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Buy-to-let watch: Adapting to an ageing population

There are always a variety of trends to follow in the housing market. In recent years we have seen large-scale house price fluctuations, regional housing bubbles, ageing first-time buyers, a buy-to-let boom and landlords reassessing the merits of their product portfolio. We have even seen a flurry of property raffles take place as sellers struggled to achieve the prices they expected for their homes.

Some of these trends are driven by supply and demand dynamics within the housing and mortgage markets and others influenced by factors way beyond them. The fact that the UK population is living longer can hardly be classed as a new trend, but it is one which is really starting to make an impact on products and criteria throughout the private rented sector and the whole lending community.

In recent weeks we have seen statistics outline that over-50s accounted for 15 per cent of rented households so far this year, up from just 11 per cent in 2012. The Hamptons International’s Monthly Letting Index also showed that nearly a third of this group were suggested to be pensioners and it was estimated that over-50s have rented 791,580 homes in Great Britain in 2019, 61 per cent more than in 2012 (490,450) and 8.2 per cent more than last year.

Data from Commercial Trust Limited revealed that there has been a surge in the number of older BTL investors during 2018. In addition, Knowledge Bank highlighted that May saw a significant rise in the number of searches from intermediaries looking for later life lending options. For BTL, the top searches were lending to limited companies, first-time landlord and the requirement to be a homeowner.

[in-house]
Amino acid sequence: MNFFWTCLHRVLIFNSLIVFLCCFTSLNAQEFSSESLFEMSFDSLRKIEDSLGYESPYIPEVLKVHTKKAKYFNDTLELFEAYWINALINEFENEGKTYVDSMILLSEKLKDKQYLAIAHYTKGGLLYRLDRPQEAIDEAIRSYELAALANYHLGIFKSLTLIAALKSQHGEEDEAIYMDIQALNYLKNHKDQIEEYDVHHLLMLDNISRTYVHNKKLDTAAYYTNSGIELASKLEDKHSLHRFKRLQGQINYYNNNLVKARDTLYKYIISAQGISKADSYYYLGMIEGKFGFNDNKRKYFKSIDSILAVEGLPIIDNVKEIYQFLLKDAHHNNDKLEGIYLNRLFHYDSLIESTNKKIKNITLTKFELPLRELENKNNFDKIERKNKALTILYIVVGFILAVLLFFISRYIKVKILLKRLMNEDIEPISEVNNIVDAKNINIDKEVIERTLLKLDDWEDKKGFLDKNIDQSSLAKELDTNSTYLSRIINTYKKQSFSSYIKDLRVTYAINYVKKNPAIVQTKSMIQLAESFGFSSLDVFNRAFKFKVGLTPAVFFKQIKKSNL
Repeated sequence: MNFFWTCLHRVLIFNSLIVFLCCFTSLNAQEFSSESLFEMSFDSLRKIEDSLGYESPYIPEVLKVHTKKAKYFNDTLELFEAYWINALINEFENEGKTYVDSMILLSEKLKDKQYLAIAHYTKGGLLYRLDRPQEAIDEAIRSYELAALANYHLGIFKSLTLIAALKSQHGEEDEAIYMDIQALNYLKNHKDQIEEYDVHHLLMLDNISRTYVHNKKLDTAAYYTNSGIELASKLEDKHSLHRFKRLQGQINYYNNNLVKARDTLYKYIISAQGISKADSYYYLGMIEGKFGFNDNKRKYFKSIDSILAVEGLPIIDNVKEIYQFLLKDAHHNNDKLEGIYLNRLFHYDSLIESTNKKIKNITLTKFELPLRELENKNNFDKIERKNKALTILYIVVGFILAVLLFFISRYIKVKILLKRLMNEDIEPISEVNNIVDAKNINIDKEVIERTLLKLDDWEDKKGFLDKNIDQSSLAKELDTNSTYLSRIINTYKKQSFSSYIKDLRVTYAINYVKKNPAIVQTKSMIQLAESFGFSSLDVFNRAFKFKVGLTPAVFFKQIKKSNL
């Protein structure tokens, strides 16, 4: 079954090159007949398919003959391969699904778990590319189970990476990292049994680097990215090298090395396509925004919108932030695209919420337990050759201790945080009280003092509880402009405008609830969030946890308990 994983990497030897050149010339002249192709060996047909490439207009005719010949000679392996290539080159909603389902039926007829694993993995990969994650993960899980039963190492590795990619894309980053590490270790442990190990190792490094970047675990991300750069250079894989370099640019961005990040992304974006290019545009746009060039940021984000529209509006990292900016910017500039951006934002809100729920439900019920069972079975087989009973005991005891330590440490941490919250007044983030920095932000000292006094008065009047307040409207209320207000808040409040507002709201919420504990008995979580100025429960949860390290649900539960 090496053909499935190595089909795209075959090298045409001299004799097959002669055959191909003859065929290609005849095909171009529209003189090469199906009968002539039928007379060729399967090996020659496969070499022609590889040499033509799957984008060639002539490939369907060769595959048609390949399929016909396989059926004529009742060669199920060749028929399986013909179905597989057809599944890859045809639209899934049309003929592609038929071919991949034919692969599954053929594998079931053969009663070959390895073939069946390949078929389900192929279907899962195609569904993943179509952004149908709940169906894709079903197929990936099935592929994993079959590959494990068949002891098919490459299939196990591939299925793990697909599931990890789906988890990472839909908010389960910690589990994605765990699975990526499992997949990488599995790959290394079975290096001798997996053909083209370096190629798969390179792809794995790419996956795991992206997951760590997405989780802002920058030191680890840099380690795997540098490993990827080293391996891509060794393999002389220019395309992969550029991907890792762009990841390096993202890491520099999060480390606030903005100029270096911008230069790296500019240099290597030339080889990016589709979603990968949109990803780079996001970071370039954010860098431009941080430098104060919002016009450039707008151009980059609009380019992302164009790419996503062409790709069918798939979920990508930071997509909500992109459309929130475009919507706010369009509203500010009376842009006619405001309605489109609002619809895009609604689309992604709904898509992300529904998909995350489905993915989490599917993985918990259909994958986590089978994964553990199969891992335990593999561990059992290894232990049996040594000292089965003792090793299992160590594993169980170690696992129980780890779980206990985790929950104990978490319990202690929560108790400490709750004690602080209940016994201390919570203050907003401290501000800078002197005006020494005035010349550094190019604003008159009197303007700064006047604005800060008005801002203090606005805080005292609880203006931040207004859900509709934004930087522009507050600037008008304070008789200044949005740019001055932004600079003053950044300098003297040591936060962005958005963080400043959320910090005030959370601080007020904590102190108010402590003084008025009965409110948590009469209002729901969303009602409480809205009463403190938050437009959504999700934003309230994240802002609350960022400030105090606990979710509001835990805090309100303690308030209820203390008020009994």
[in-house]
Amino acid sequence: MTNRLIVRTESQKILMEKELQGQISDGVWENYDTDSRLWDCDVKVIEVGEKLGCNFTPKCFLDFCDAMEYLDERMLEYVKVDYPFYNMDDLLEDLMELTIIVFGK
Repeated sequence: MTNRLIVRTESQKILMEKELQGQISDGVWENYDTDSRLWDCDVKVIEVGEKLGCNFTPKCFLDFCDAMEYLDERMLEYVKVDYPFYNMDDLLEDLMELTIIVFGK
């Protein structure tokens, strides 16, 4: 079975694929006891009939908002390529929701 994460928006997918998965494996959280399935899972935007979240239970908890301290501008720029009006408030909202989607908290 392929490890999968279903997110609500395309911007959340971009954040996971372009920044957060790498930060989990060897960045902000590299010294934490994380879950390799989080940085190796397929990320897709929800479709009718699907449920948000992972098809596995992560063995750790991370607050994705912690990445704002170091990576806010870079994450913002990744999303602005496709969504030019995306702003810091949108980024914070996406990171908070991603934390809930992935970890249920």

It appears that renters are getting older, BTL investors are getting older and residential borrowers are also getting older – so, how is the market adapting?

Mortgage terms have crept up, with some lenders extending their maximum age restrictions to meet the shifting needs of older borrowers. This is also the case in the BTL sector where maximum ages at the end of product terms have risen, and in some cases have been lifted altogether.

These are moves which also highlight how important the advice process is for those advancing in their years, and this is not only attached to their personal investment or housing requirements. With more and more children looking to their parents and even grandparents for financial support in their property purchases, this is an area which is only going to get even more complex in the coming years as more lenders in the residential and BTL markets adjusting their offerings accordingly.

June BTL rates

Rate MAX LTV % Description Arrangement Fee Rent Cover ERC
1.59% 60%

Leeds Building Society

2 year tracker

£500k max. loan


Free valuation

140% @ 5.5%

3% in Yr 1

2% in Yr 2

1.69% 75%

Post Office

2 year fixed

£500k max. loan


Free valuation

145% @ 5.5%

3% in Yr 1

2% in Yr 2

1.89% 60%


3 year fixed

£500k max. loan


£250 cashback

145% @ 5.5%

3% in Yr 1

2% in Yr 2

1% in Yr 3

1.99% 60%


5 year fixed

£350k max. loan


£500 cashback

145% @ 5.5%

5% in Yr 1

4% in Yr 2

3% in Yr 3

2% in Yr 4

1% in Yr 5

2.28% 75%

Virgin Money

5 year fixed

£1m max. loan


£500 cashback

145% @ 5%

4.5% in Yr 1

4.5% in Yr 2

4.5% in Yr 3

4.5% in Yr 4

4.5% in Yr 5


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